Despite U.S. stocks enjoying their best week in years last week — and sending up a rare stock market signal — optimism waned for the third week in a row. Specifically, the number of self-identified bulls in the Investors Intelligence (II) survey fell again last week, dropping below 50% for the first time since September. Below, we take a look at how the S&P 500 Index (SPX) tends to perform after three straight weeks of declining optimism.
The number of II bulls dropped 3.4 percentage points to 48.5% last week — the lowest since the August 2017 pullback. Self-identified bears edged up 0.2 percentage point to 14.6%, while advisors expecting a correction crept 3.2 percentage points higher to 36.9% — the highest in more than a year. The bulls-minus-bears line is now at 33.9%, marking its lowest point since mid-September.
The last time the percentage of II bulls fell for three straight weeks — what we’ll call a “signal” — was roughly six months ago. Prior to that, you’d have to go back to May 2017. Below are the last 10 instances, along with the S&P’s subsequent returns. As you can see, the index was comfortably higher a month after the last four signals. Likewise, the SPX rallied in the three months following the last four signals, averaging a gain of 4.8%.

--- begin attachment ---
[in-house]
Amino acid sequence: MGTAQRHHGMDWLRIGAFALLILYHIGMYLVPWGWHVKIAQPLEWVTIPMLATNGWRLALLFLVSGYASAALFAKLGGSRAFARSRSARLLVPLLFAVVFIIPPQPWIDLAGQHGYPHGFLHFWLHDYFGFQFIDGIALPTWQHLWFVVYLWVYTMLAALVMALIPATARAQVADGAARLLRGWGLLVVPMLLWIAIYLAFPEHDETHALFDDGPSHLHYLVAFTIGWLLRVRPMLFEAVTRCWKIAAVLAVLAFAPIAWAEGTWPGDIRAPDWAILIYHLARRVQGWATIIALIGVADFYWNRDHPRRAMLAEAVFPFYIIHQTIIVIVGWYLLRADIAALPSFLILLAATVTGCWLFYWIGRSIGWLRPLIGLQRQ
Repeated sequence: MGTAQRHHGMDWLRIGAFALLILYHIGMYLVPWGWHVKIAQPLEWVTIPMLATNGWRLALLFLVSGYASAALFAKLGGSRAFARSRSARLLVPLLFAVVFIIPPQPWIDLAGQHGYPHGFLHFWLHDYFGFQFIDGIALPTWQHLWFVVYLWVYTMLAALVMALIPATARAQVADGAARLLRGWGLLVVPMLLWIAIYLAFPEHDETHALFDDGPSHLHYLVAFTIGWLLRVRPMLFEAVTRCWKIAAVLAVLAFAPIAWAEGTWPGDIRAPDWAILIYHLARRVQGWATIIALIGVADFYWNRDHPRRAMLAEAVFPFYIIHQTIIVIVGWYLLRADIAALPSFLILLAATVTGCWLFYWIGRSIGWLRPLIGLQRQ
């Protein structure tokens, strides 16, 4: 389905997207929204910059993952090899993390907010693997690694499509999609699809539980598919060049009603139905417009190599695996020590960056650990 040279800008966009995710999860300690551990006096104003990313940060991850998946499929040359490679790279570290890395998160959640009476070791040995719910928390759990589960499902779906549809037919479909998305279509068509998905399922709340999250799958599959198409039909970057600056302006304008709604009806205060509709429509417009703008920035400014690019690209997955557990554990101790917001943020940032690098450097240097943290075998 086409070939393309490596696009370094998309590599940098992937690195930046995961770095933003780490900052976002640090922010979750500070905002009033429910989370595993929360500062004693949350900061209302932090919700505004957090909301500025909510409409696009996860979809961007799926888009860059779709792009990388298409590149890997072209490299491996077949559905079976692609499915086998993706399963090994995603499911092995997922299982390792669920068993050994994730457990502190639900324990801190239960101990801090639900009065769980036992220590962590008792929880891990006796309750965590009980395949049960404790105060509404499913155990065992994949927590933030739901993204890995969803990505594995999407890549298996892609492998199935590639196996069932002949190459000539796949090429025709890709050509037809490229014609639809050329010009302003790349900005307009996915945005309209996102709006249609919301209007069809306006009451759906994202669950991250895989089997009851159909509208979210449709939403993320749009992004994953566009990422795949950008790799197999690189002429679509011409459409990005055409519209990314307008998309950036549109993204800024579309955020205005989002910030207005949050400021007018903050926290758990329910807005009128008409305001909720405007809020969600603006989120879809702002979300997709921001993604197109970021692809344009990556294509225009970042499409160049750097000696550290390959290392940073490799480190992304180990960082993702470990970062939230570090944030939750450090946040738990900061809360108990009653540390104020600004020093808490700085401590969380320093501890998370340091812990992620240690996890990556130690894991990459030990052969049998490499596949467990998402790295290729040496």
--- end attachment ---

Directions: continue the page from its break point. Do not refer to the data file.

Looking at SPX returns after the last 31 signals (since 2010) also shows some short-term outperformance. The broad-market barometer was higher by 0.74%, on average, one week after signals, and in the black more than 61% of the time, according to data from Schaeffer’s Senior Quantitative Analyst Rocky White. That’s more than triple the S&P’s average anytime one-week gain of just 0.23%, with a win rate of under 60%, looking at data since 2010.
In conclusion, if past is prologue, the S&P could extend its recent upward momentum in the next week, as former bulls jump back in from the sidelines. And considering the index’s recent three-month returns after three straight drops in Investors Intelligence bulls, the stock market could continue to warm up this spring.